Anoka-Hennepin says policy change offers clarification; some critics not so sure

After months of criticsm, the Anoka-Hennepin school board will take the first steps on Monday towards abolishing a controversial sexual orientation policy.

The 'neutrality policy' would be replaced with another policy that critics worry would be at least as confusing.

The current policy requires teachers to remain neutral if the topic of sexual orientation is raised. Some students, parents and advocacy groups have argued that policy contributes to a hostile atmosphere for students who are gay or perceived to be. To that end, two pending federal lawsuits seek the policy's removal.

On Monday, the board will hear a proposal to do just that. Both the sexual orientation and a separate policy on religious neutrality would go away and be replaced with a new policy. That new policy acknowledges the importance of discussing controversial topics in class — but would state that teachers and staff should not advocate their personal opinions.

Monday's meeting will be a first reading for the change. A final vote could come as early as January.

School board chairman Tom Heidemann said the board is not responding to the lawsuit or to ongoing mediation with the federal Justice and Education departments. Heidemann said it is an attempt to provide clarity that teachers and staff had requested.

"Our hope here is that the language is so much more simplified, that the clear expectation is stated there — with the hope, of course, that it reduces confusion relative to expectations of the school board. So our hope is it is better."

Some of the district's harshest critics say they're worried it won't be better.

"I feel it's sort of a step sideways."

Jefferson Fietek, a teacher at Anoka Middle School for the Arts, is thrilled that the sexual orientation policy might go away, but does not see the point of the new for the new policy.

"I say just get rid of the sexual orientation policy; don't replace it with another policy; and simply trust teachers to do their jobs," Fietek said.

Teachers already abide by a code of ethics and know it is unacceptable to only advocate for one viewpoint on controversial topics, Fietek said. He said he's worried the new policy would create more misinterpretation — similar to the way he feels the sexual orientation policy has been misinterpreted.

District spokesman Brett Johnson believes there will be less confusion by getting rid of the very sexual orientation policy that causes the confusion.

"If a student is gay and comes out to a teacher — how is the teacher supposed to respond? Do they think of the neutrality policy first, or do they think of an appropriate response?" Johnson said. "Now we're saying that shouldn't even be in your thought process. You're attending to the student, period."

One concern with the new policy is over the word "controversial."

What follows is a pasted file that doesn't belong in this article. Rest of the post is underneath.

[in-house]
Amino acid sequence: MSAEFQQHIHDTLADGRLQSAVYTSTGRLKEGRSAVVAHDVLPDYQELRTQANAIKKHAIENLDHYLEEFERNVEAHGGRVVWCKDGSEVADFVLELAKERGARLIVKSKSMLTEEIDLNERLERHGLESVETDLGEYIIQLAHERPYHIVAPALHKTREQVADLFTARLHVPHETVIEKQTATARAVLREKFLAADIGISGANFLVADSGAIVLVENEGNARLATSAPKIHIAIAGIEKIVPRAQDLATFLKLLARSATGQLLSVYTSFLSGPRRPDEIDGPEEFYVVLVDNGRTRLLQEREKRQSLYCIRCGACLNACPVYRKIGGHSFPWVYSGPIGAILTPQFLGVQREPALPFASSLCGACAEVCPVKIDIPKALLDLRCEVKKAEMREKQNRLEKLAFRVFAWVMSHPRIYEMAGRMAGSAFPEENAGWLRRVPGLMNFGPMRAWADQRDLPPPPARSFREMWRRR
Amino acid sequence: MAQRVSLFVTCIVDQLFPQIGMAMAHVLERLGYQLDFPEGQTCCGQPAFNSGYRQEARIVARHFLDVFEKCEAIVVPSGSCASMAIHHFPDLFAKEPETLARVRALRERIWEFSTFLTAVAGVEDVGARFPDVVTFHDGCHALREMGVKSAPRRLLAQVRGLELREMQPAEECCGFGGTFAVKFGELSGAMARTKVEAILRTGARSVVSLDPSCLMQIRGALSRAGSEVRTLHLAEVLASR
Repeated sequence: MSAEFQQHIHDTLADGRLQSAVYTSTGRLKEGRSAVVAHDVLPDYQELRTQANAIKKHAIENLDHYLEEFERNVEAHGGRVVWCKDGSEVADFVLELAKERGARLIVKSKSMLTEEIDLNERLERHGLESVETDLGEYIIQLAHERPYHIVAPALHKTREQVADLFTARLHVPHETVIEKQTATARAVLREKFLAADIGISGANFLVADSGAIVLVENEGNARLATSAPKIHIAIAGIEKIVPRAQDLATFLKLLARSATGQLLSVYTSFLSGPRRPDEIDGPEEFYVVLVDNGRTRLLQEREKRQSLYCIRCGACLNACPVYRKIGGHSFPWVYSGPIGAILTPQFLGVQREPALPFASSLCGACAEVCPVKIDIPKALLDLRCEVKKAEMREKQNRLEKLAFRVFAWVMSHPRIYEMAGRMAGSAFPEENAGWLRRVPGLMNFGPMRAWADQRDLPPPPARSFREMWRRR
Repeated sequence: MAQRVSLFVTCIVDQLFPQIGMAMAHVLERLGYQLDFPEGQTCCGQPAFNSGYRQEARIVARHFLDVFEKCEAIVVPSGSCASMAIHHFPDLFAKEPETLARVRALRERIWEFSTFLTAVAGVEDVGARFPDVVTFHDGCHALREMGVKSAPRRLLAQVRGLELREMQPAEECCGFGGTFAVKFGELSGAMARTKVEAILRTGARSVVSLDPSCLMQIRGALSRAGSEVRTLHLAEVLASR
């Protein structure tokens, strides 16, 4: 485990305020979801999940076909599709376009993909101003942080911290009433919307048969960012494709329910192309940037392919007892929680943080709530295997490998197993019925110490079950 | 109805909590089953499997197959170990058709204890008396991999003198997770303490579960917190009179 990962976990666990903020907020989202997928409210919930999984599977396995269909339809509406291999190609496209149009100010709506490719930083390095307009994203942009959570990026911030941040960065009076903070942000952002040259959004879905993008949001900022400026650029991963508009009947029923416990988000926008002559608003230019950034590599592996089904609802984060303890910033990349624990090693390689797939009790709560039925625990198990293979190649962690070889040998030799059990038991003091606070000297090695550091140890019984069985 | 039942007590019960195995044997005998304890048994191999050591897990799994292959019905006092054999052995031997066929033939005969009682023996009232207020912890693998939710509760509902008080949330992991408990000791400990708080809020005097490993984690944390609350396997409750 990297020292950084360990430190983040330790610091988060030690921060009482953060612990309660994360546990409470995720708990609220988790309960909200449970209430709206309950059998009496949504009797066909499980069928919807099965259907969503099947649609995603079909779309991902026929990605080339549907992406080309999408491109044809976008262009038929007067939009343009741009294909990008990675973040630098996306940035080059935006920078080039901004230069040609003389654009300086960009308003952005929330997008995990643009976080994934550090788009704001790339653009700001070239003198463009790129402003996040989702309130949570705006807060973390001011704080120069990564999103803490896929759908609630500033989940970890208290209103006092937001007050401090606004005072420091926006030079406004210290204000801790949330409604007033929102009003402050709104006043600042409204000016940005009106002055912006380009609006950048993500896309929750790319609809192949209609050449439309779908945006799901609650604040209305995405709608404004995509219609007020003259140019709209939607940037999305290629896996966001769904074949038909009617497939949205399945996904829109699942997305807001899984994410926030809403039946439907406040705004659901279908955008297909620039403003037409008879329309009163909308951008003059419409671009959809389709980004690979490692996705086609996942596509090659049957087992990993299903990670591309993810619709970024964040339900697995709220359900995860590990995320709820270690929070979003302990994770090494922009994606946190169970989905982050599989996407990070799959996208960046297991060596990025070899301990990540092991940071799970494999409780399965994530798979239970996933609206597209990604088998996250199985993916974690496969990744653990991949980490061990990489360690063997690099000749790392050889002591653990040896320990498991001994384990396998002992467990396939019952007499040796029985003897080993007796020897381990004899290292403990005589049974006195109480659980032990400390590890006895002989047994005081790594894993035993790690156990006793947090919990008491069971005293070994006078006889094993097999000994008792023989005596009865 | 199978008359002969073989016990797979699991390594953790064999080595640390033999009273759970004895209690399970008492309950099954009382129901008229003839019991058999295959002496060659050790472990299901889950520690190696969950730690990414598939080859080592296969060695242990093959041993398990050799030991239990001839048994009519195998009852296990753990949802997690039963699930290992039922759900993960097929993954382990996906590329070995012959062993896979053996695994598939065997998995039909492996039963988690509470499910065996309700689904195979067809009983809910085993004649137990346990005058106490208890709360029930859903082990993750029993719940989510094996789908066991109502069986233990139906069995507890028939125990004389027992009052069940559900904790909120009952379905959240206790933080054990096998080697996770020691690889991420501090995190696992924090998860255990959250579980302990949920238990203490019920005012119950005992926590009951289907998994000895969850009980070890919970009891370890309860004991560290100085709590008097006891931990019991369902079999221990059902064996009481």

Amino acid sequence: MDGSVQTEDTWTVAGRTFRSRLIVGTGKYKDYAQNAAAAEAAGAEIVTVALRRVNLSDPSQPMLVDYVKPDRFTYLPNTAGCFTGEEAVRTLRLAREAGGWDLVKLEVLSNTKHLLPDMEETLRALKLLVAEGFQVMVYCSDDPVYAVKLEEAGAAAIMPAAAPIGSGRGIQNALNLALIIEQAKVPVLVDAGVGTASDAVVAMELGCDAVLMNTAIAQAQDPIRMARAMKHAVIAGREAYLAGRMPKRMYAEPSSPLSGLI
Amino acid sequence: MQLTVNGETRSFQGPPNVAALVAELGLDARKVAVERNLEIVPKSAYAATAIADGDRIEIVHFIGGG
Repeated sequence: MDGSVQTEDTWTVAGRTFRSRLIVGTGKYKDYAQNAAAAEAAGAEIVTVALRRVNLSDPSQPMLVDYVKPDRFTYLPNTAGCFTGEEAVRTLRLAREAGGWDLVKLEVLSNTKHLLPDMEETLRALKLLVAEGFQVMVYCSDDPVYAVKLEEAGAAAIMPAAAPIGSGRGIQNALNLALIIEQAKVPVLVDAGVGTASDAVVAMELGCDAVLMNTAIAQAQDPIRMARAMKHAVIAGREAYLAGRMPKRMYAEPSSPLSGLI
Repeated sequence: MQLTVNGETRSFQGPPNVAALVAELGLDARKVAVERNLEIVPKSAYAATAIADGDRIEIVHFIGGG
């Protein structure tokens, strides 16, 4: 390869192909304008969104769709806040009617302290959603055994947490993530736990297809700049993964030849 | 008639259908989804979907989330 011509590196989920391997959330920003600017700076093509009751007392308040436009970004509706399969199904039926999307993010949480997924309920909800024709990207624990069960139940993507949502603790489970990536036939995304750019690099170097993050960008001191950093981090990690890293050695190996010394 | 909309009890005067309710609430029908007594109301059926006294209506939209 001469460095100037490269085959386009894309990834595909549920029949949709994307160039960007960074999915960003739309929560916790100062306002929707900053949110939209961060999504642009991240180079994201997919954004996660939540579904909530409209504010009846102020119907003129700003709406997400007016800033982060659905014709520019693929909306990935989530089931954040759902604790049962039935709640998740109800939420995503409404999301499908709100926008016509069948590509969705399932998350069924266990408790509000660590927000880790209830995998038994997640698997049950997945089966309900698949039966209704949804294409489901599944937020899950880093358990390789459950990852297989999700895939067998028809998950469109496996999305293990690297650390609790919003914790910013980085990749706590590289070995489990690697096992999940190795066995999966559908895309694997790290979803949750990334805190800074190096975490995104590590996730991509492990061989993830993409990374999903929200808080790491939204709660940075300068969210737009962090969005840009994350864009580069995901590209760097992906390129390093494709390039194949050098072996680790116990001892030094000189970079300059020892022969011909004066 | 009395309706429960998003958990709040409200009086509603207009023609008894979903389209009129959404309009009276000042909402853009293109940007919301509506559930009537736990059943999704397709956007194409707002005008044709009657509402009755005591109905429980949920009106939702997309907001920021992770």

Robin Mavis is an Anoka-Hennepin parent who founded a group called the Gay Equity Team, which has pushed to get rid of the sexual orientation policy.

Teachers have previously told MPR News it is unclear to them whether they can, for example, console a student who comes out to them and wants to talk about being gay. Mavis worries a controversial topics policy would continue that confusion because sexual orientation likely fits the definition of a controversial topic.

Mavis hopes the board clarifies the wording so teachers would know, for example, "That it's okay for teachers to say to kids 'You are fine the way you are' or 'It's OK for people to be non-conforming to gender norms,' and that that would not be construed as opinion."

Both sides of the issue worry over misinterpretation.

"Some people will consider traditional marriage as controversial. Somebody will look at gay marriage as non-controversial or controversial. So who's going to determine those controversial topic matters," asked Brian Tommerdahl, who was part of a group that helped craft the current neutrality policy.

District spokesman Johnson said if the board approves the new policy.it would be the administration's job to provide guidance on what could constitute a controversial topic.

The Anoka-Hennepin teachers' union is holding off on endorsing the change until it hears from members, but union president Julie Blaha said she's glad the district is having the conversation.

The Southern Poverty Law Center, one of the groups suing the district, said in a statement that the students and families it represents are pleased to see the board re-evaluate its policies. The statement did not mention whether this policy change would satisfy demands set out in the lawsuit.

Members of the Parent Action League, which supports the current neutrality policy, did not immediately respond to an email requesting comment.

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